Definition of sympathy noun from the Oxford Advanced Learner's Dictionary

      

    sympathy

     noun
    noun
    BrE BrE//ˈsɪmpəθi//
     
    ; NAmE NAmE//ˈsɪmpəθi//
     
    (pl. sympathies) Kind, Friendly
     
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  1. 1  [uncountable, countable, usually plural] the feeling of being sorry for somebody; showing that you understand and care about somebody’s problems to express/feel sympathy for somebody I have no sympathy for Jan, it's all her own fault. I wish he'd show me a little more sympathy. Our heartfelt sympathy goes out to the victims of the war. (formal) May we offer our deepest sympathies on the death of your wife. Express YourselfExpressing sympathyIf someone is ill, or something bad has happened to them, you can show them that you are sorry: I'm sorry you're not well. I hope you feel better soon. I am sorry to hear that. That's bad luck. How awful for you. I'm sorry for your loss (when somebody has died). Wordfinderamends, apologize, ashamed, embarrassed, forgive, regret, remorse, repent, sorry, sympathy See related entries: Kind
  2. 2  [uncountable, countable, usually plural] the act of showing support for or approval of an idea, a cause, an organization, etc. The seamen went on strike in sympathy with (= to show their support for) the dockers. Her sympathies lie with the anti-abortion lobby.
  3. 3[uncountable] friendship and understanding between people who have similar opinions or interests There was no personal sympathy between them. See related entries: Friendly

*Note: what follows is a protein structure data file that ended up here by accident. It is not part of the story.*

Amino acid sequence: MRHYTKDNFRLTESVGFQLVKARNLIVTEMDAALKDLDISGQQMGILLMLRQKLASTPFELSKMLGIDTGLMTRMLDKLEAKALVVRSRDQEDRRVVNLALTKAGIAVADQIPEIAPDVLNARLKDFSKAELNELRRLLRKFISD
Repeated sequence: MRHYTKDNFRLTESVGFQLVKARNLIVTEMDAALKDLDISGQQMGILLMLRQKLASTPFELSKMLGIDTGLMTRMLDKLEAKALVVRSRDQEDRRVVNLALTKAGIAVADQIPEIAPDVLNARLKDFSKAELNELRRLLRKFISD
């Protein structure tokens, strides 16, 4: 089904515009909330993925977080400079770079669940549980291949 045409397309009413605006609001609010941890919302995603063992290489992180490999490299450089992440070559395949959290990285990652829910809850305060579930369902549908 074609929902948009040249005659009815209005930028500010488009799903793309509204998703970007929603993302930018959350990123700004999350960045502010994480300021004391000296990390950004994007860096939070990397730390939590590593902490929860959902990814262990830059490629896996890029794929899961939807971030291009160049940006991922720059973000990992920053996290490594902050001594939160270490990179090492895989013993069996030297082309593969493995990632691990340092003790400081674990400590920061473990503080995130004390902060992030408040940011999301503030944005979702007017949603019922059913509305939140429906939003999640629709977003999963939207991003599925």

4. Word Origin late 16th cent.: via Latin from Greek sumpatheia, from sumpathēs, from sun- ‘with’ + pathos ‘feeling’.Extra examples He acted with some sympathy towards his victim. He didn’t get much sympathy from anyone. He has a total lack of sympathy for young people. I don’t want your sympathy! I felt a pang of sympathy for her. I’m not looking for sympathy. It’s hard to find any sympathy for such an evil man. My sympathy lies with his wife. Nurses came out on strike in sympathy with the doctors. Our deepest sympathy goes out to his wife and family. She expressed her deepest sympathy for him. She had every sympathy with him. She married him more out of sympathy than love. She says I haven’t given her enough sympathy. She seemed to feel some sympathy for the patients. The government showed sympathy to their cause. Their plight aroused considerable public sympathy. We extend our sympathy to the families of the victims. a total lack of human sympathy I have no sympathy for Jan; it’s all her own fault. I wish he’d show me a little more sympathy. Our heartfelt sympathy goes out to the victims of the war.Idioms
    in sympathy with something
     
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    happening because something else has happened Share prices slipped in sympathy with the German market.
    out of sympathy with somebody/something
     
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    not agreeing with or not wanting to support somebody/something
See the Oxford Advanced American Dictionary entry: sympathy